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Faculty of Asian and Middle Eastern Studies

 
East Asian Studies
Assistant Professor in Chinese Language & Linguistics
Email address: 
Telephone: 
+44 (0) 1223 335170
Fellow of: 
Newnham College
Director of Studies at: 
Churchill College
Biography: 

Lucy Zhao taught English for a brief period of time at East China University of Science and Technology after completing her BA degree in English language and literature and MA degree in applied linguistics and intercultural communication in China. She then came to AMES at the University of Cambridge to read for an MPhil and thereafter for a PhD in Chinese linguistics and language acquisition. Upon completing her PhD degree, she was offered a lectureship in Chinese studies at the University of Sheffield and was promoted to senior lecturer in 2014. While at Sheffield she taught undergraduate Chinese language modules, MA modules in syntax and language acquisition; and supervised MA and PhD students. Apart from her academic work, Lucy also held management roles in various aspects of China engagement for the University of Sheffield. Dr Zhao returned to AMES in Cambridge in 2021 as a lecturer in Chinese language and linguistics.

Dr Zhao is a member of the Working Group of Standards, Criteria and Accreditation of International Society of Chinese Language Teaching. She is also on the editorial board of Journal of Chinese Language Teaching and Language Industry Research.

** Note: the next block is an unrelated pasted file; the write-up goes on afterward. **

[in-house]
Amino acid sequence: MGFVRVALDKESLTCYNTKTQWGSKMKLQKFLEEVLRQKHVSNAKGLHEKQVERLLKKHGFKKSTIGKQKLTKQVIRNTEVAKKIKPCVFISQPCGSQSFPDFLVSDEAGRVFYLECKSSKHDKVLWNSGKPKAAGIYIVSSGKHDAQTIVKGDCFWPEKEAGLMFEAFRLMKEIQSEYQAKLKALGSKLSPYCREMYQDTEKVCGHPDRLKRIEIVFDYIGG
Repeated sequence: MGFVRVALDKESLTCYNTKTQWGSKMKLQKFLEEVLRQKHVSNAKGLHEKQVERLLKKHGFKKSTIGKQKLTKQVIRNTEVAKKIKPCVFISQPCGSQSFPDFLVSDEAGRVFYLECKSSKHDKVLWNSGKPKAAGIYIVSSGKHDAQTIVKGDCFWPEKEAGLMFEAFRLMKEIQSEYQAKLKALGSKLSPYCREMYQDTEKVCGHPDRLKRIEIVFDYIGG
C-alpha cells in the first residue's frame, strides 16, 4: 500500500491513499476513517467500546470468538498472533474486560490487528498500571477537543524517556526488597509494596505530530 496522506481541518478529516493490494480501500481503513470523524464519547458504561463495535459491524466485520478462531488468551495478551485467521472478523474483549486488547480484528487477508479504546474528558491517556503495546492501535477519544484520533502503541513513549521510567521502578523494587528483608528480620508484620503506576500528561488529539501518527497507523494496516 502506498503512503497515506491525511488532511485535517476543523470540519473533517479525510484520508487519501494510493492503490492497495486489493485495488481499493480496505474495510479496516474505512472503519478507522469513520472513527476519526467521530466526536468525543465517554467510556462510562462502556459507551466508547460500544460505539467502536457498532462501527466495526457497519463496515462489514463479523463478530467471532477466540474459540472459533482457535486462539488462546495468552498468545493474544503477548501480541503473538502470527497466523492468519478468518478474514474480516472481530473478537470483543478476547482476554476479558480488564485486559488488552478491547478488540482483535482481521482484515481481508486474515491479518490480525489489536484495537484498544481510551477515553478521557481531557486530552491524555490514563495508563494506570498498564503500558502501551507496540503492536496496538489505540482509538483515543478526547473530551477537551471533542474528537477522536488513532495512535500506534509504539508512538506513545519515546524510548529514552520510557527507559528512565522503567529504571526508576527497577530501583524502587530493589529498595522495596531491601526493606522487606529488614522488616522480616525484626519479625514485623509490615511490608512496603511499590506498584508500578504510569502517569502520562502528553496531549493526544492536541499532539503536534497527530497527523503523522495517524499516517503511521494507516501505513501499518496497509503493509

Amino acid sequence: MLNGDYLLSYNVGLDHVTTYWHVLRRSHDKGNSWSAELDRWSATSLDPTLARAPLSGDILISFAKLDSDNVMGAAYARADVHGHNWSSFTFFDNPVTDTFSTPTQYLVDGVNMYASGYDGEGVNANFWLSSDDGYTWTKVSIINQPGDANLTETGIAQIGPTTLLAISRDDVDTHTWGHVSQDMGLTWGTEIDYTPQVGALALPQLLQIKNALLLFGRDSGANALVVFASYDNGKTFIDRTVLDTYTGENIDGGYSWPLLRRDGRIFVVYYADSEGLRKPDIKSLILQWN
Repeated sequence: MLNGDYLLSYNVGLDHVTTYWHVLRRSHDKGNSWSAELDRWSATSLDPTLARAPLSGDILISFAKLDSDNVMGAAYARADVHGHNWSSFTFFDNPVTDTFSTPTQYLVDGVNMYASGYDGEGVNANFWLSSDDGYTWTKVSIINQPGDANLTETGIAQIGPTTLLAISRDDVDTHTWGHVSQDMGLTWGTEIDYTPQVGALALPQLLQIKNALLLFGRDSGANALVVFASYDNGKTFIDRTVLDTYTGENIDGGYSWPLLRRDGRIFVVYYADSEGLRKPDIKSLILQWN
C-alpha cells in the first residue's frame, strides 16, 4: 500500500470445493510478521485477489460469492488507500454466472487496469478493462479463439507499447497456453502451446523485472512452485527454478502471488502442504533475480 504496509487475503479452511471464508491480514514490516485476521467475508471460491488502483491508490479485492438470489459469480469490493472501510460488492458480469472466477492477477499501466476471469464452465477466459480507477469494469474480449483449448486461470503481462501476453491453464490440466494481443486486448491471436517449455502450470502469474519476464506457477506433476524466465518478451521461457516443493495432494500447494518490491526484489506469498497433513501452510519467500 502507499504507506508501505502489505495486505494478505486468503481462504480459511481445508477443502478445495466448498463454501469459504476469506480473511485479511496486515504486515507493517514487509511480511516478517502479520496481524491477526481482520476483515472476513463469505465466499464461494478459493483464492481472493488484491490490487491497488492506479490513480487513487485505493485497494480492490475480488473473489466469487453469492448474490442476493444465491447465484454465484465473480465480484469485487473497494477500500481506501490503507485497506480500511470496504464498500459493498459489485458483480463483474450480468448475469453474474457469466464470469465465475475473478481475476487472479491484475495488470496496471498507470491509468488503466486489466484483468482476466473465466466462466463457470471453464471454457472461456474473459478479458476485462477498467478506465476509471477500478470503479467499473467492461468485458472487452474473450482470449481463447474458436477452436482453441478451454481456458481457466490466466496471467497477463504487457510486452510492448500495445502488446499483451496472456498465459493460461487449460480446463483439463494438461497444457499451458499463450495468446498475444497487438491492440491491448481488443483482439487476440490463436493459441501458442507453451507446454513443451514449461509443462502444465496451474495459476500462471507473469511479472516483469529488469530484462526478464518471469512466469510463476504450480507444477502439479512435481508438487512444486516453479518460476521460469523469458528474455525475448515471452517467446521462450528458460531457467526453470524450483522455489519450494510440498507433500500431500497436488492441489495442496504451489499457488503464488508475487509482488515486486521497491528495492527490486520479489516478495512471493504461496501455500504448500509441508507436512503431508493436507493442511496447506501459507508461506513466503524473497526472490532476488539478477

Teaching responsibilities: 

Lucy teaches and directs the modern Chinese language programme at the undergraduate level.

Supervision information: 

Dr Zhao welcomes Mphil and PhD candidates interested in second/third language acquisition and heritage language acquisition of Mandarin Chinese especially from the perspective of generative linguistics.

Research interests: 

Informed by the generative linguistic theory, Dr Zhao’s research aims to gain an understanding of the acquisition process of second language adults and heritage children, with a special focus on the acquisition of Mandarin Chinese. Her current projects investigate the role of the native language, input, nature of the linguistic phenomena, and computational complexity in the development and ultimate attainment of adult second language learners’ grammars of Mandarin Chinese; as well as the developmental trajectory, and the role of parental input and the ‘other’ language(s) in the maintenance and loss of various aspects of heritage Mandarin grammars.